A pleasant feature-length Scooby story for a new generation, Scoob! doesn’t offer much for adults or nostalgia-seekers.
Scoob! review — Grade: B
There’s nothing wrong with a kids’ movies that is 100 percent for kids. A reboot whose simple purpose is to revisit a classic property with the latest animation technology for the youngest generation. Sure, it may never reach the critical or cultural acclaim of a Toy Story, Shrek, Finding Nemo or Coco — movies that offered heart and humor that resonated with audiences of all ages — but kids will probably like Scoob! , and isn’t that point?
The story is simple. Boy meets dog. Boy and dog make friends. Friends solve mystery. “I would have gotten away with it, too!” etc. Smash cut to adulthood driving a wedge into the group. Smash cut to interest and appreciation from superheroes (?) driving a wedge in the friendship. Simultaneously, of course: There’s an evil villain. A plot to kidnap Scooby to open up a portal to the underworld because, as it turns out, Scooby is a direct descendant of Alexander the Great’s best friend. Things fall apart and come back together; the power of friendship is the name of the game, and sure, the ending could make a grown dog lover cry.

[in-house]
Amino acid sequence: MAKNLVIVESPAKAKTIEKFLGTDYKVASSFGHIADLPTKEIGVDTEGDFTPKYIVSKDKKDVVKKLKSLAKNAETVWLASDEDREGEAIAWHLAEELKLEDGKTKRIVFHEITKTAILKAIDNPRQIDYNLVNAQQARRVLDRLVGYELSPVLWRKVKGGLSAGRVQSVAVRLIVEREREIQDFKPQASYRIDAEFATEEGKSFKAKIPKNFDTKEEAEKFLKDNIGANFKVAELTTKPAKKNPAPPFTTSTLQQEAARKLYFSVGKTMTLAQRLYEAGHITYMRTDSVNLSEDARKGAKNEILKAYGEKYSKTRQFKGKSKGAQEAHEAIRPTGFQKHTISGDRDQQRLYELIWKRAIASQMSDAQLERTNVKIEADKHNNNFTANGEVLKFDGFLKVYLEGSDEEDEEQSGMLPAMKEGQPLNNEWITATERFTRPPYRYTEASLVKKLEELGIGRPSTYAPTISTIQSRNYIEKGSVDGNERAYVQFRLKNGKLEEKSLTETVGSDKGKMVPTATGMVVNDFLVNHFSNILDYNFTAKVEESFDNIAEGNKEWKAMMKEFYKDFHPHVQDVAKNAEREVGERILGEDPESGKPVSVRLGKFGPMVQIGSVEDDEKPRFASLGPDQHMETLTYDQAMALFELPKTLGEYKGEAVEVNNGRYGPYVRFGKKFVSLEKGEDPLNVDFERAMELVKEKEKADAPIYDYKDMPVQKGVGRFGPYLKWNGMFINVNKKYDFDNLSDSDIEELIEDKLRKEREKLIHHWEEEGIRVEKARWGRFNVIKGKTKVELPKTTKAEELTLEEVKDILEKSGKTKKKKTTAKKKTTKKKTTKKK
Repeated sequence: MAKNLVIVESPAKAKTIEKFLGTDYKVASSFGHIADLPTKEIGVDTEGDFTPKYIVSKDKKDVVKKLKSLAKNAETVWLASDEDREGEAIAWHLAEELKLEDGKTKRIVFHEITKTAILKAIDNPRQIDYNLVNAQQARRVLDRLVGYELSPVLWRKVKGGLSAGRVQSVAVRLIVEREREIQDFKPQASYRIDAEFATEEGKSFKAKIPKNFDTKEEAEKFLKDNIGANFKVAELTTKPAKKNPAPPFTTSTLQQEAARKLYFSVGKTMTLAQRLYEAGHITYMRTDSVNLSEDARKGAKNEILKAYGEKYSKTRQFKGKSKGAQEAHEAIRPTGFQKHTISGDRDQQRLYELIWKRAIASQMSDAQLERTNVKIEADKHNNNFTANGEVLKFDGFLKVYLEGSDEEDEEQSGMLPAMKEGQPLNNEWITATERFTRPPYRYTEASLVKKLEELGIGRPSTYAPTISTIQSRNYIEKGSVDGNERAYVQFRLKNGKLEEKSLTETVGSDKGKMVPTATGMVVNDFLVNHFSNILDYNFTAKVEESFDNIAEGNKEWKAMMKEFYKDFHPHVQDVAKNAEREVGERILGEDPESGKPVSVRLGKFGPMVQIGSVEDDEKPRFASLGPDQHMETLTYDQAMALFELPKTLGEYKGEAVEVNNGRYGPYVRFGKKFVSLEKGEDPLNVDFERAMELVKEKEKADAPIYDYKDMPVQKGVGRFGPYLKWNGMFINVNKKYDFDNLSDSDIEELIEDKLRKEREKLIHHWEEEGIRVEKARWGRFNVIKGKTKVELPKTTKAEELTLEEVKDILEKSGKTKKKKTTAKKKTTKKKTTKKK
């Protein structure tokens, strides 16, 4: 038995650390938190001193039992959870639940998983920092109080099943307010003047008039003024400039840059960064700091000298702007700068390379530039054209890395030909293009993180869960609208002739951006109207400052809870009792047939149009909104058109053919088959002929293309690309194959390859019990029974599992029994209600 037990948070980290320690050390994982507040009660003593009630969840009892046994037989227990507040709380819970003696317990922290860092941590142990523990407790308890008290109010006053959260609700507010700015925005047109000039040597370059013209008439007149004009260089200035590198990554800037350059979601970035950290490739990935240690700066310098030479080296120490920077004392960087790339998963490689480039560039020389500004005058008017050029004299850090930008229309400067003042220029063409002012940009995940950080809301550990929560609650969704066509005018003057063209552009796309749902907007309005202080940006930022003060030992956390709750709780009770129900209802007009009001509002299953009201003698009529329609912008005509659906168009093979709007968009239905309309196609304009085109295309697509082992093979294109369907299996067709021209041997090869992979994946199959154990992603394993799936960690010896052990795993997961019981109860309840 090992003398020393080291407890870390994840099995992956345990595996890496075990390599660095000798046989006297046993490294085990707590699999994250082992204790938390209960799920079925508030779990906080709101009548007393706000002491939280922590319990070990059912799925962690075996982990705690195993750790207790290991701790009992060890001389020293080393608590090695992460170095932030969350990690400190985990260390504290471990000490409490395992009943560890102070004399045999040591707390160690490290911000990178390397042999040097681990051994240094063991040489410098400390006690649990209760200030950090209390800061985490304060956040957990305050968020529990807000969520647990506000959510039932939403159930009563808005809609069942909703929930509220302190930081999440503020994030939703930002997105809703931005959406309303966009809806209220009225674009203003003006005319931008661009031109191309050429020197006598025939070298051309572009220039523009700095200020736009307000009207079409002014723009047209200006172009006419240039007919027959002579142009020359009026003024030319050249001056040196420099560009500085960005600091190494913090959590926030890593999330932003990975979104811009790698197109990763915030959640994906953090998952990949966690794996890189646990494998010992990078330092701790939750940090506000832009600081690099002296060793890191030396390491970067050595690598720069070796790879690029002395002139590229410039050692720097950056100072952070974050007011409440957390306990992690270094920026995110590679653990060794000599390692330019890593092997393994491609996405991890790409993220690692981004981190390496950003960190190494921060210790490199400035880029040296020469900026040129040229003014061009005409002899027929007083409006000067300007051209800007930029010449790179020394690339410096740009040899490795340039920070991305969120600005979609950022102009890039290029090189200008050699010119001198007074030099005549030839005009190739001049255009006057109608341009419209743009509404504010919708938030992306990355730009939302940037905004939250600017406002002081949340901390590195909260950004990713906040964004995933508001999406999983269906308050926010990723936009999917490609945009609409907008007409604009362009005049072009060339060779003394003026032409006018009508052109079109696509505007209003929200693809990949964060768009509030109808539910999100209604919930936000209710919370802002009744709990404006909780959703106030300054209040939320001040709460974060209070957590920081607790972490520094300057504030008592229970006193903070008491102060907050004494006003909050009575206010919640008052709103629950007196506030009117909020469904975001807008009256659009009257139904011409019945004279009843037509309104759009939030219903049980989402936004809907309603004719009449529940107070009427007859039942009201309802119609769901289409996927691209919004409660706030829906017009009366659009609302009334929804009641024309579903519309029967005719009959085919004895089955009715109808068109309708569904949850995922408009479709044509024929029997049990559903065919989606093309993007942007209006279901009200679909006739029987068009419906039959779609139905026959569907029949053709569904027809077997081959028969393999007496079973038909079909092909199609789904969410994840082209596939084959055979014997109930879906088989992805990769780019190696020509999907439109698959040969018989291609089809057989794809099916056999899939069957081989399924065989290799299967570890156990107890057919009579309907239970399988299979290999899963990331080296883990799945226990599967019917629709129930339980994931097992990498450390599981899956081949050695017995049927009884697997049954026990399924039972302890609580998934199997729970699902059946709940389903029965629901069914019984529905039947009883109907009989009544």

Scoob! is, above all things, modern. When the young Mystery Inc. crew meet trick-or-treating, they are in distinctly of-the-moment (and in-character) costumes: Velma is Ruth Bader Ginsburg, Daphne is Wonder Woman, etc. (That said, the inclusion of Simon Cowell voicing himself as the would-be celebrity investor ruthlessly evaluating their strengths and weaknesses seems distinctly dated.) The elimination of Fred and Daphne’s flirtation is welcome — especially after Scooby-Doo! Mystery Incorporated overcorrection — Fred’s love of his van is both weird and cute. Mostly, it feels just updated enough to pass the sniff test for kids these days.
The cast is particularly disappointing. With Zac Efron (Fred), Amanda Seyfried (Daphne), Gina Rodriguez (Velma), Ken Jeong (a new character, Dynomutt) and Kiersey Clemons (the similarly new Dee Dee) lending their voices, you really wish they could have brought a little more character and energy to the roles. It’s not that they’re bad, it’s that they hardly make the characters their own in any discernible way. Will Forte does better as Shaggy and Tracy Morgan is a standout in a cameo as Captain Caveman but all in all, the vocal performances leave a lot to be desired. (Scooby is voiced by long-time Scooby, Frank Welker. To quote another cartoon, no notes!)
There is ultimately not much more to say about Scoob! It’s a fine movie, there’s nothing objectionable about it and as an introduction to Scooby Doo, you could do much worse. A viewer’s enjoyment is no doubt inversely proportional to their age and fair enough: It is, after all, a kids’ movie — plain and simple.
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